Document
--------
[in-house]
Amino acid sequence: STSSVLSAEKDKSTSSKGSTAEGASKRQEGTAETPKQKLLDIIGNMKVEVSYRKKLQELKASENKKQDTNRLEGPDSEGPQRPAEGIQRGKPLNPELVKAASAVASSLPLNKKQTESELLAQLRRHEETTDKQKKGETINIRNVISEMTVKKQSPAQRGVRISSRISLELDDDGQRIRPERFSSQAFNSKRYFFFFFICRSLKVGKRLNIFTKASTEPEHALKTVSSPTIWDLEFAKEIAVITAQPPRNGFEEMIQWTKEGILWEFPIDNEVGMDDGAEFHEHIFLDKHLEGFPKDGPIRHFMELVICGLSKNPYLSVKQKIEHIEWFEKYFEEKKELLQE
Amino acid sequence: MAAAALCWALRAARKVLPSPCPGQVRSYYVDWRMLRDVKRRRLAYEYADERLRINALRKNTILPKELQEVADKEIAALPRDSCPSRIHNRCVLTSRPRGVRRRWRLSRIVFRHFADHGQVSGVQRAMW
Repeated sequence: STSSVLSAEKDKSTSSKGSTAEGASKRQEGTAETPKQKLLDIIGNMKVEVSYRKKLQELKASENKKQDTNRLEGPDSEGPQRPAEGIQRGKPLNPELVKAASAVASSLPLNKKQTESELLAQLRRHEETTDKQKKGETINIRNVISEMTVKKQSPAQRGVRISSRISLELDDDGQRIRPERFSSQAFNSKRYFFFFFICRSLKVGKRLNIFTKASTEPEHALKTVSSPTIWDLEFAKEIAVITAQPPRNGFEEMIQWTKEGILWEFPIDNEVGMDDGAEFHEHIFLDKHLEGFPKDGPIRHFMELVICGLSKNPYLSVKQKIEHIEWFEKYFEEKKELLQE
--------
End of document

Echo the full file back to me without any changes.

[in-house]
Amino acid sequence: STSSVLSAEKDKSTSSKGSTAEGASKRQEGTAETPKQKLLDIIGNMKVEVSYRKKLQELKASENKKQDTNRLEGPDSEGPQRPAEGIQRGKPLNPELVKAASAVASSLPLNKKQTESELLAQLRRHEETTDKQKKGETINIRNVISEMTVKKQSPAQRGVRISSRISLELDDDGQRIRPERFSSQAFNSKRYFFFFFICRSLKVGKRLNIFTKASTEPEHALKTVSSPTIWDLEFAKEIAVITAQPPRNGFEEMIQWTKEGILWEFPIDNEVGMDDGAEFHEHIFLDKHLEGFPKDGPIRHFMELVICGLSKNPYLSVKQKIEHIEWFEKYFEEKKELLQE
Amino acid sequence: MAAAALCWALRAARKVLPSPCPGQVRSYYVDWRMLRDVKRRRLAYEYADERLRINALRKNTILPKELQEVADKEIAALPRDSCPSRIHNRCVLTSRPRGVRRRWRLSRIVFRHFADHGQVSGVQRAMW
Repeated sequence: STSSVLSAEKDKSTSSKGSTAEGASKRQEGTAETPKQKLLDIIGNMKVEVSYRKKLQELKASENKKQDTNRLEGPDSEGPQRPAEGIQRGKPLNPELVKAASAVASSLPLNKKQTESELLAQLRRHEETTDKQKKGETINIRNVISEMTVKKQSPAQRGVRISSRISLELDDDGQRIRPERFSSQAFNSKRYFFFFFICRSLKVGKRLNIFTKASTEPEHALKTVSSPTIWDLEFAKEIAVITAQPPRNGFEEMIQWTKEGILWEFPIDNEVGMDDGAEFHEHIFLDKHLEGFPKDGPIRHFMELVICGLSKNPYLSVKQKIEHIEWFEKYFEEKKELLQE